N2
New geographies and imaginaries of work in the Global South [paper]

Convenors:
Garima Jaju (University of Oxford)
Nandini Gooptu (University of Oxford)
Stream:
New geographies of work
Location:
Library Presentation Room
Session slots:
3

Short abstract:

The panel analyzes the socio-cultural life of work and 'non-work' in the local context of the Global South, amidst larger global shifts towards increasing political authoritarianism, individual self-responsibilization, and precariousness, and its implications for political imagination today.

Long abstract:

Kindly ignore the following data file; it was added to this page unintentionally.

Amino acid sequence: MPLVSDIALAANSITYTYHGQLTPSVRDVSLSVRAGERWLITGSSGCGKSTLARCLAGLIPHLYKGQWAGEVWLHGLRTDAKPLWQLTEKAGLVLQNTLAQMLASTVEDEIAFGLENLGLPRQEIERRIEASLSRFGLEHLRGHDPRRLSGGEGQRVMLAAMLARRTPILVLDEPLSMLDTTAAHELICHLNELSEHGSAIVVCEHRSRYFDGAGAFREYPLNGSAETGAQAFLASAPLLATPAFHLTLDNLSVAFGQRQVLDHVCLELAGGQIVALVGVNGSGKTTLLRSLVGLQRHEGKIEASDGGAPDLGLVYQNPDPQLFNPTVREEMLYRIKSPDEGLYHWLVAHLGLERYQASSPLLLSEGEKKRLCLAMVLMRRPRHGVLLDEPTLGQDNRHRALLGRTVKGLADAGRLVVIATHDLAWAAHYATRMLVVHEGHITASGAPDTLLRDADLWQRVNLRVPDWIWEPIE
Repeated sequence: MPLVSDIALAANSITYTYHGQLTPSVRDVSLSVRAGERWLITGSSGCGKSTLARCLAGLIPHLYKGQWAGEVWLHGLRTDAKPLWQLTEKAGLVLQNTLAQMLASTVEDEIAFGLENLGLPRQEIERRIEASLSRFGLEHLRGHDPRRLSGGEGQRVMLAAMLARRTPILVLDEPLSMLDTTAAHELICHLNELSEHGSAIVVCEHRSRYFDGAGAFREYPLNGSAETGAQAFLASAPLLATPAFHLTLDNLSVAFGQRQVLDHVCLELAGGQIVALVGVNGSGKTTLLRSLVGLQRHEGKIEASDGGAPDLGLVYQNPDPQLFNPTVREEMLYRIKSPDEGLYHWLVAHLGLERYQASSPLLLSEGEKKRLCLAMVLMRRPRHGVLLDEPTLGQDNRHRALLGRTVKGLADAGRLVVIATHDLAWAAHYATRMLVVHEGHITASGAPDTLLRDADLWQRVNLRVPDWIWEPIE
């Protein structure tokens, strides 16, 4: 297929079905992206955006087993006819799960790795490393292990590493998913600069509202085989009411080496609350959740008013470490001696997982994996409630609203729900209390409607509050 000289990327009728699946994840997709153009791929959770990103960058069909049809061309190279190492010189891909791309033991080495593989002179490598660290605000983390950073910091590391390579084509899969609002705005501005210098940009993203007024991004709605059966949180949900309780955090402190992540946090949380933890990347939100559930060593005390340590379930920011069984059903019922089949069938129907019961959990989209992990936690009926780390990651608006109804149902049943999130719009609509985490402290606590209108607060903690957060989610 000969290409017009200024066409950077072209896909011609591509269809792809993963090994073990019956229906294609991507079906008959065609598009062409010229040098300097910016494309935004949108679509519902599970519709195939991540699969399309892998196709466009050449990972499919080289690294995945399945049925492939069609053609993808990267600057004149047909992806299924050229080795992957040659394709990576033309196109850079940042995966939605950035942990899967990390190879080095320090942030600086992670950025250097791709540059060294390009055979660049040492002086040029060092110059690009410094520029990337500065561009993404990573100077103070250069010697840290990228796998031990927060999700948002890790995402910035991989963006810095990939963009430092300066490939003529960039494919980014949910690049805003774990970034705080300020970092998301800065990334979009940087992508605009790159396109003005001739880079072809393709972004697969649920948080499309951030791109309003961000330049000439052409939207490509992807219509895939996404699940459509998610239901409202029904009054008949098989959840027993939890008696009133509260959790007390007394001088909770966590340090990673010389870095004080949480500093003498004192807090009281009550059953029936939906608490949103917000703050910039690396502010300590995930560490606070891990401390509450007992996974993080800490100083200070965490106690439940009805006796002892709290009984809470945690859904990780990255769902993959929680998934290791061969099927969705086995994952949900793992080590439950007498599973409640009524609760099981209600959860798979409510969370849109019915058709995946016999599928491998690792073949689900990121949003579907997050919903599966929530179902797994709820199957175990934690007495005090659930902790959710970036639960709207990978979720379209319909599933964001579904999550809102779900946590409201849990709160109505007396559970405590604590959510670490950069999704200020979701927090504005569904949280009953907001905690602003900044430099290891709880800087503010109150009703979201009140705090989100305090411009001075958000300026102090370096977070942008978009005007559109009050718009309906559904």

Remunerative work, or its absence, is one of the pre-eminent sites where the larger logic of 'development' is most intimately felt. The panel will critically map how people imagine, search, prepare for, enter, perform, refuse or drop out of work across the continents of Latin America, Africa, and Asia. We invite fresh, empirically rich research that analyzes how the social and cultural life of both work and 'non-work' comes to be experienced in the local context of the Global South, amidst larger global shifts towards increasing political authoritarianism, individual self-responsibilization, and socio-economic precariousness and informalization. Centrally, the panel asks: how in people's engagement with the labor market (shaped by the current political economy structures and its underlining ideological forces) is their sense of self created in socio-cultural, moral and affective terms? Relatedly, how are people's political subjectivities shaped through their experience of work/ 'non-work' and what implication does this have for the larger landscape of political imagination, organization, and action today? Theories of change and analytical insights, as well as empirical accounts, generated in light of experiences in the global North have limited purchase in the global South. The panel seeks to explore innovation in research questions, methodology and analytical frameworks to explain the experience of work specific to the context of the South, paying particular attention to new developments and historical legacies of work in the region, while also tracing patterns of similarity and dissimilarity with the rest of the world in the current moment of contested globalization.